In the late nineties, with a Labour government in power the debate on the Right to Roam resurfaced, pushed by the Ramblers association. You might think our club was completely in favour of the proposed legislation, but you couldn’t be further from the truth. Pretty much the club was split 50/50 on this. An AGM brought out many of the arguments, but as far as I could see, many people thought we had been trespassing for so long on these moors, that it was as if we had a private agreement with the landowner. Dave Chellone of SCAM (Sheffield campaign for access to moorland) describes publicising a trespass and meeting the landowner at a shooting cabin. “As usual the conversation that ensued was civil and ended with the landowner sending us on our way and wishing us well”. The Clarion Rambler of 1915 quotes Halliwell Sutcliffe’s, “The Gentle art of Trespassing – Like all games it has strict rules and also it’s more delicately shaded laws of etiquette”. This for me sums up the rationale of many club members at the time.   

That said, I did go to the Houses of Parliament along with the Ramblers and other interested parties to meet with some of the more radical Labour MPs who were pushing this Bill.

The CROW Act came onto statute in 2000, but there followed a period of mapping access land so it wasn’t until September 19th 2004 that it officially came into force. From that time, all mapped access land is open to the public, which really means all mountain and moorland.

The most significant thing that changed for us over this period was the attitudes of Grouse moor landowners. I don’t know if it was a combination of backs against the wall during 13 years of labour government along with a worldwide property fuelled, booming economy, but landowners certainly seemed to grasp that they could charge clients thousands of pounds for a day’s shooting. Of course this means that there has to be the grouse to shoot and this filters down into a much more pressurised environment. Gamekeepers control  predators by shooting or trapping, for example crows and foxes, but this has also spilled over into the controversy around persecution of raptors.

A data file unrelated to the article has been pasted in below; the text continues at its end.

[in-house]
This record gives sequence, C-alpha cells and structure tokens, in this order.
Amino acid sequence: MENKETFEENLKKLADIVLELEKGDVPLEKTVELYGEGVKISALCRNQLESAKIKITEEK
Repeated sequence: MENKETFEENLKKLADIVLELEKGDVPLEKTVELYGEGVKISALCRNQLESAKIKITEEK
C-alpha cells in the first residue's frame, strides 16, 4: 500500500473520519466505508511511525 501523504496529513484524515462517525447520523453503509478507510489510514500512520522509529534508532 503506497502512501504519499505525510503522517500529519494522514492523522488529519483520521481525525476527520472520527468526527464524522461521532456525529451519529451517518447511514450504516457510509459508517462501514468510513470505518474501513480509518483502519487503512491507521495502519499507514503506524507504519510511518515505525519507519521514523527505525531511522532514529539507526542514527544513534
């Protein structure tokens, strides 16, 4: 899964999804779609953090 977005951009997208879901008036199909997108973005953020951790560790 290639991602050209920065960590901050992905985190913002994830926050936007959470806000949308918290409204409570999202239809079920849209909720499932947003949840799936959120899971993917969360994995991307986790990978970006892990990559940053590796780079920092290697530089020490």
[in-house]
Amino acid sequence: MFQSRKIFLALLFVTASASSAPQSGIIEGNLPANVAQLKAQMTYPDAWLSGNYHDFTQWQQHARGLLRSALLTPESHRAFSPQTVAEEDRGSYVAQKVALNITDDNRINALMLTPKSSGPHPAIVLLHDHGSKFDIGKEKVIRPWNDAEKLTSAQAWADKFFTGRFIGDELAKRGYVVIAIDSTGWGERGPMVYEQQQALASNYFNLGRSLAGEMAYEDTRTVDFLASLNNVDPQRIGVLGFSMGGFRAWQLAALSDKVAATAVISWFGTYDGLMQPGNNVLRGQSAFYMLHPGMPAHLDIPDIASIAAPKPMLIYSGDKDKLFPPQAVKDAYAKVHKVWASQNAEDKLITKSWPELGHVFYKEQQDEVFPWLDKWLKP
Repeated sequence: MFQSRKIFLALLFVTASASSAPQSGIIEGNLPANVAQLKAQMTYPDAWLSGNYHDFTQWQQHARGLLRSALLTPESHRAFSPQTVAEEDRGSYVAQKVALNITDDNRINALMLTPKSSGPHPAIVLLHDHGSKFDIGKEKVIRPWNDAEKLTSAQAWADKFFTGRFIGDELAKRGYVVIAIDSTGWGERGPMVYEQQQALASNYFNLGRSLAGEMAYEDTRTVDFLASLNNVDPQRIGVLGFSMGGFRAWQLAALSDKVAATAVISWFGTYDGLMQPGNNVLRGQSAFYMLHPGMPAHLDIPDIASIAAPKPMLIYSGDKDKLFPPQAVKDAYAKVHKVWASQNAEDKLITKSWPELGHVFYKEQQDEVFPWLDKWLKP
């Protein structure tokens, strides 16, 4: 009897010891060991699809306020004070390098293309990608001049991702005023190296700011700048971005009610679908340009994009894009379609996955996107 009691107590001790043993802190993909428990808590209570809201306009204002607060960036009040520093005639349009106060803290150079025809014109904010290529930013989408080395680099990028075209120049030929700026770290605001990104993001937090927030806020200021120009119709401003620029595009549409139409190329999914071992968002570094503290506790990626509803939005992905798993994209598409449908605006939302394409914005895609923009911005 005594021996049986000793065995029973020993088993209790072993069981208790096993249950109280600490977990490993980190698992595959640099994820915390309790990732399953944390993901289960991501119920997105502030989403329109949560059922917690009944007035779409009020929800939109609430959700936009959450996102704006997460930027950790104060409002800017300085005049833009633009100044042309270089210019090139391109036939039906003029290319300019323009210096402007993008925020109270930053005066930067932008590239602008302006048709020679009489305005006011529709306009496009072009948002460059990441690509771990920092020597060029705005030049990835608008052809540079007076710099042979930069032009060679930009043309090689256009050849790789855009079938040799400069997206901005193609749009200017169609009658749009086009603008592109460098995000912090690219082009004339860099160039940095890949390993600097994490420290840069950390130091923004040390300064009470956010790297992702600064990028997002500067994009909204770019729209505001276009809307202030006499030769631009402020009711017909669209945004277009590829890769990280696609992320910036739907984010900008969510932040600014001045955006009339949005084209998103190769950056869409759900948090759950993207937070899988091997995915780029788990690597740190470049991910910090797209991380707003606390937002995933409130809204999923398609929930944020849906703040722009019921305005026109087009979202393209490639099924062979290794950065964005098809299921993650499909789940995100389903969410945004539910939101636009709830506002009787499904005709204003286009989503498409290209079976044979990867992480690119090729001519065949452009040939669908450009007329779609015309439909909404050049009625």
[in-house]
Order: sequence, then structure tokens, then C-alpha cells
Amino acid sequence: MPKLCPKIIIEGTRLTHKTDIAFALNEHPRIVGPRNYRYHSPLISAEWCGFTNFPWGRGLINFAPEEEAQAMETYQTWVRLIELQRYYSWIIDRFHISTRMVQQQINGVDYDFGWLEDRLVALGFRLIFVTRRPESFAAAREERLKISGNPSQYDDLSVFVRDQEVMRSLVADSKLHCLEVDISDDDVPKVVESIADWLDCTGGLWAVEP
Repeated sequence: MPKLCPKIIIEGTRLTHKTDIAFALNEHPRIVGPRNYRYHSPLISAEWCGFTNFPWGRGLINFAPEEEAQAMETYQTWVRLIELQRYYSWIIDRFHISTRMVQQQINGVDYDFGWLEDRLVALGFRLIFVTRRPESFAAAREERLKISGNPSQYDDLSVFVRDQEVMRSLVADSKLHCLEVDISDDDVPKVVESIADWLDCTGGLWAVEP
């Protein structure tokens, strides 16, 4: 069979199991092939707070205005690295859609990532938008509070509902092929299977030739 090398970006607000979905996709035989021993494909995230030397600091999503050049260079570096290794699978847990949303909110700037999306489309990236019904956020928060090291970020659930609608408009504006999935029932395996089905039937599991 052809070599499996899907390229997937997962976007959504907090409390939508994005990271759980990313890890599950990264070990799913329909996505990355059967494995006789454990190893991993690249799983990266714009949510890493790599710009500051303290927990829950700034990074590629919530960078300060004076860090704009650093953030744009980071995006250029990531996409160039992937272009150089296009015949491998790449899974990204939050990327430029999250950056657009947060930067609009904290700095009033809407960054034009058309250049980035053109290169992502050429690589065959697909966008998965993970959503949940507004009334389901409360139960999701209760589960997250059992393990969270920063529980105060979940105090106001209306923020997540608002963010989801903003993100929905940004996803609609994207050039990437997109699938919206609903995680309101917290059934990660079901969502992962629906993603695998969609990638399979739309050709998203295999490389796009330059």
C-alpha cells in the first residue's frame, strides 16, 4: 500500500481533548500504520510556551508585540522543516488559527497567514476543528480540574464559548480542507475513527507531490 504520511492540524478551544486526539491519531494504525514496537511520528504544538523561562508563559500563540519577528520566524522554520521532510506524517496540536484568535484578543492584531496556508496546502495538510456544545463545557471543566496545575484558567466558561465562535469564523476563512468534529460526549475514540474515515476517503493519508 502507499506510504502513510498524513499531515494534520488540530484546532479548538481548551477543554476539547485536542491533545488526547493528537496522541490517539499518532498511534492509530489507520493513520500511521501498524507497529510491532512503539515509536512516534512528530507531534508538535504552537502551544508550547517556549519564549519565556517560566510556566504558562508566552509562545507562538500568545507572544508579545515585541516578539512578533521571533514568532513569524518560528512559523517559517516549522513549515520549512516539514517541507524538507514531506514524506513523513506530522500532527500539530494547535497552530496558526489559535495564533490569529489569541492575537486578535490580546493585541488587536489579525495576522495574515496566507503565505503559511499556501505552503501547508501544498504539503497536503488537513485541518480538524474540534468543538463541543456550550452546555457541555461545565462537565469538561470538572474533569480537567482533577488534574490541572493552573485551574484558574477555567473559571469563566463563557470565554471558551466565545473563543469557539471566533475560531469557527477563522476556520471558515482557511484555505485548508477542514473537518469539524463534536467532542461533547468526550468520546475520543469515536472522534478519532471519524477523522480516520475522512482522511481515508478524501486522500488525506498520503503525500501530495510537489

A couple years after the CROW Act came into force, local landowners asked to meet to discuss running over their land during the nesting season. This was something of a watershed for the club, with landowners coming to us, rather than us being summoned and it was up to us to volunteer a restriction or not. Also this brought home to many that we were no longer ”below the radar”, but recognised and known. The situation with local landowners is still not fully resolved.

The legislation is clear on the rights of an individual to access land, but more vague when it comes to groups. Certainly for any official organised event (eg FRA race) permission must be sought.  We have argued that our club runs and races are not organised events and it has been generally accepted that this is the case. However landowners and conservationists are very suspicious of groups such as ours, so I and other club members have spent a great deal of time trying to show that we are responsible recreational users, who consider all aspects of the environment.

We might have thought we were anonymous back in 1976 or 1986, but this is no longer the case. Today if we upset a farmer during a race, our Chairman gets an email before the race has even finished. (A note from 2023, this is still true and happens!)    

These are some of my recollections and views and I hope they are helpful to club members. I look forward to hearing what you think.